Some translation tables, and hence their table designators, are for braille codes but not for natural languages. Some examples are the International Phonetic Alphabet (designator: qip) and Nemeth Code (designator: qmt-xnem72m) for mathematics. Using lnb with those table designators allows you to switch to the IPA braille code or the Nemeth braille math code.

While a plain [lnb] code returns translation to the base language, it does not restore any other translation properties that might have been in effect before the switch. For example, if you had been using a [g1L] code (for "grade 1 lock") to prevent contractions, you need to repeat that code after the [lnb] code to restore that effect. Fortunately, you can build lnb codes into DBT styles, to customize what modes to enter and exit at the switch in and out of a translation table.

Note that DBT templates whose names contain the word "basic" all have a number of styles defined for switching between different translation tables. (For the list, see Basic Templates.)

In the English translators (and a few others), handling passages in a different language does not necessarily require using lnb codes. There is an extra feature to switch into one of the table's "secondary languages" using translation rules built into the base English language table. This kind of language switch uses the lng code. Whether you use lnb or lng depends on your needs.

An example would be an English textbook on French. The textbook uses standard UEB for English. The French is to be translated as uncontracted French braille (with UEB-style punctuation), i.e., French within an English context. You switch into French using [lng~fr] and switch back using plain [lng].

For English, the "secondary languages" are these:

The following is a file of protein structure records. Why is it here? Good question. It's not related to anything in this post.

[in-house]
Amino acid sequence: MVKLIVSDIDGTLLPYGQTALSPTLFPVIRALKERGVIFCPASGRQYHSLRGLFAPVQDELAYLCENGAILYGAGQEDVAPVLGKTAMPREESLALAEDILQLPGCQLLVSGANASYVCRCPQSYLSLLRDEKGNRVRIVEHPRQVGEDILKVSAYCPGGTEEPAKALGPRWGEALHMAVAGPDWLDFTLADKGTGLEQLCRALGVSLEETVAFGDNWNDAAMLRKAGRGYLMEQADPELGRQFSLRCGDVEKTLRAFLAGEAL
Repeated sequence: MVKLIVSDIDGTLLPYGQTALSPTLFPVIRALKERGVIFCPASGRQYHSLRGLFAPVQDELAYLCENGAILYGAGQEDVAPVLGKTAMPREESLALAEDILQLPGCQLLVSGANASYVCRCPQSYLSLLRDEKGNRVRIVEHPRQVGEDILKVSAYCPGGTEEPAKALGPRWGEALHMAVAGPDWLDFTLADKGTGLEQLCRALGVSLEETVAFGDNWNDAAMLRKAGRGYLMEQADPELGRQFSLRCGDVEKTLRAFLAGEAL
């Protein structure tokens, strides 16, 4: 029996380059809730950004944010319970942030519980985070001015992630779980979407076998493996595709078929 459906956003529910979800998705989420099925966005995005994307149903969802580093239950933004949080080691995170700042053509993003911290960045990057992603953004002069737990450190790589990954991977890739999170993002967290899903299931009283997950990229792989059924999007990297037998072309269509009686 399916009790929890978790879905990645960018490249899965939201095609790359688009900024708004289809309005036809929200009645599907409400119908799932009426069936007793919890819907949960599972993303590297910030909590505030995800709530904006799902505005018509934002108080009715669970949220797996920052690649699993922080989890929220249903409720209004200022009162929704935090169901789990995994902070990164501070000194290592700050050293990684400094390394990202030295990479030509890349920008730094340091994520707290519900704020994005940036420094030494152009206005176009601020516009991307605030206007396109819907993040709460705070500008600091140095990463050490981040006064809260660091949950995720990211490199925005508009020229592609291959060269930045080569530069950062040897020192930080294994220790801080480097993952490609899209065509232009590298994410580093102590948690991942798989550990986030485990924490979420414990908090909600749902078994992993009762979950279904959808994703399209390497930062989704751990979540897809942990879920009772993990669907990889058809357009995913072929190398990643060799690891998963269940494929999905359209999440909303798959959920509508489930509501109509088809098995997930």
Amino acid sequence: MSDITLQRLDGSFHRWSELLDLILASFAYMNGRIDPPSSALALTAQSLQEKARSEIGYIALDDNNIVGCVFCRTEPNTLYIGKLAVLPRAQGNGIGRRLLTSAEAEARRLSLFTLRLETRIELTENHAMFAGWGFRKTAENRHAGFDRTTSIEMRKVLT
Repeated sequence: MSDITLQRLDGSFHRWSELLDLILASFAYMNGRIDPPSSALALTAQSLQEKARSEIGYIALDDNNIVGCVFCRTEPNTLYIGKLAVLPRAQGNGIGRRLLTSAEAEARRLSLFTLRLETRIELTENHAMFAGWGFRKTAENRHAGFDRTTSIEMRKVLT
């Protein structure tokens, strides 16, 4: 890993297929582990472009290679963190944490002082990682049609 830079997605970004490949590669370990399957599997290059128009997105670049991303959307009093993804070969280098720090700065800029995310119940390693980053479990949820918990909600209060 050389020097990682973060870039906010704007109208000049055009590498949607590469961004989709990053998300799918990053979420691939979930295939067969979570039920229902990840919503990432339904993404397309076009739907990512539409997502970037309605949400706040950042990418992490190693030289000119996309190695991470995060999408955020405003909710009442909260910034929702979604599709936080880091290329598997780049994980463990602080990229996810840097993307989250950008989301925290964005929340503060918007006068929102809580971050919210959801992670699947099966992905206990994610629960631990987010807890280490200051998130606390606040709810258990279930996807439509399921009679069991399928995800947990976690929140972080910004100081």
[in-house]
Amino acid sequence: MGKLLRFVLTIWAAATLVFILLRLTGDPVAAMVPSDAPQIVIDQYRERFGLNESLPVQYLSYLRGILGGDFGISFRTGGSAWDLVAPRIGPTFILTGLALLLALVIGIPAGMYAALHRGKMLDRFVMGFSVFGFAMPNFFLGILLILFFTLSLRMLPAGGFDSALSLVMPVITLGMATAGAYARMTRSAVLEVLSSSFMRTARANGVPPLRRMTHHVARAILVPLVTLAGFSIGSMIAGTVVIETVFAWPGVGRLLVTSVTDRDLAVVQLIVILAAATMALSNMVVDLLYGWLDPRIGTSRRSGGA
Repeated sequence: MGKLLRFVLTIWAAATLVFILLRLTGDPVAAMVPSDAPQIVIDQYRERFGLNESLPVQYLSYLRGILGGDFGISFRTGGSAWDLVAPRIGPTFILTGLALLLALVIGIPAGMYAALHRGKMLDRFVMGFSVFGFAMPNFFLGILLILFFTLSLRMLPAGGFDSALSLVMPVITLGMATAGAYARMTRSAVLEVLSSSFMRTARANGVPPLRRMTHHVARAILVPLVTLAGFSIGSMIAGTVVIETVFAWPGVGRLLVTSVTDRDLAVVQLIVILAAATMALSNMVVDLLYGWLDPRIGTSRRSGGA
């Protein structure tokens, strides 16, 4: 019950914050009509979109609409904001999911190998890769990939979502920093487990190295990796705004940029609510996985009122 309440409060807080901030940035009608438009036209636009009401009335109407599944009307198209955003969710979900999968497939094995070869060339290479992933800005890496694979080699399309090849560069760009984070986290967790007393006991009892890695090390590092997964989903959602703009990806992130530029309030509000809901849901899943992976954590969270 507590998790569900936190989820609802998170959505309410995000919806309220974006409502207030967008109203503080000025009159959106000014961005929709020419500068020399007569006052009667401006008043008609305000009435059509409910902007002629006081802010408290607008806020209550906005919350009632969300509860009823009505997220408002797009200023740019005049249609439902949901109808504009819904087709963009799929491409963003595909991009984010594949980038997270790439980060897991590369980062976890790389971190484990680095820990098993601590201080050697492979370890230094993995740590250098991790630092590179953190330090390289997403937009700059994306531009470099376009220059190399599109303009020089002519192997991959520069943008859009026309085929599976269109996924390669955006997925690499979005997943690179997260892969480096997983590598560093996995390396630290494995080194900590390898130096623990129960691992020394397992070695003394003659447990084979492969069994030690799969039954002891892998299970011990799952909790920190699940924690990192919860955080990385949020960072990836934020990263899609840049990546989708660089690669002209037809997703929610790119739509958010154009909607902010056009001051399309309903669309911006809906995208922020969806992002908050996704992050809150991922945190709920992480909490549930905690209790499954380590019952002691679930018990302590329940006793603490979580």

Most of the English language templates include styles that do this switch into secondary languages for you. The "English UEB with Nemeth" template also has a style called math, which switches into Nemeth Code with indicators.

References, History and Credits

These tables were originally based upon the manual for British literary braille usage, "British Braille - A Restatement of Standard English Braille," a publication of the Braille Authority of the United Kingdom (BAUK). The mathematics portions are based upon "Braille Mathematics Notation" (1989), also a BAUK publication.

Duxbury Systems developed the literary portions of the tables in May 1978, with feedback from the Royal Institute for Deaf and Blind Children, Sydney, Australia (then the Royal New South Wales Institute for Deaf and Blind Children), who were the first users of DBT to produce braille according to British practice.

Support for the American Computer Braille Code (CBC) specified in "Code for Computer Braille Notation" (1987), a publication of the Braille Authority of North America (BANA), was added in March 1988, at the same time that it was added to the American tables. These British tables continued to use CBC until 2001, when it was discontinued in favor of BAUK's Braille Computer Notation (BCN).

Support for the British math code was developed in 1999 and added to these tables in 2000.

Starting in May 2004 (and finishing in 2005), these tables were split off from the prior British tables and extensively revised to reflect the changes introduced by BAUK and published in the 2004 edition of "British Braille."

Since that time these English / British 2005 tables have largely been replaced by English UEB.

Updates and Errors

If you have information about changes in the braille rules for your language, please email Duxbury so that we may update our translation tables. Likewise, if you find errors in your translated document, in either the print-to-braille or braille-to-print direction, please contact us. To describe your problem, it is best to send both the *.dxp and *.dxb files along with a full explanation, because the correct braille is often a matter of very specific circumstances. Contact Duxbury at: languages@duxsys.com.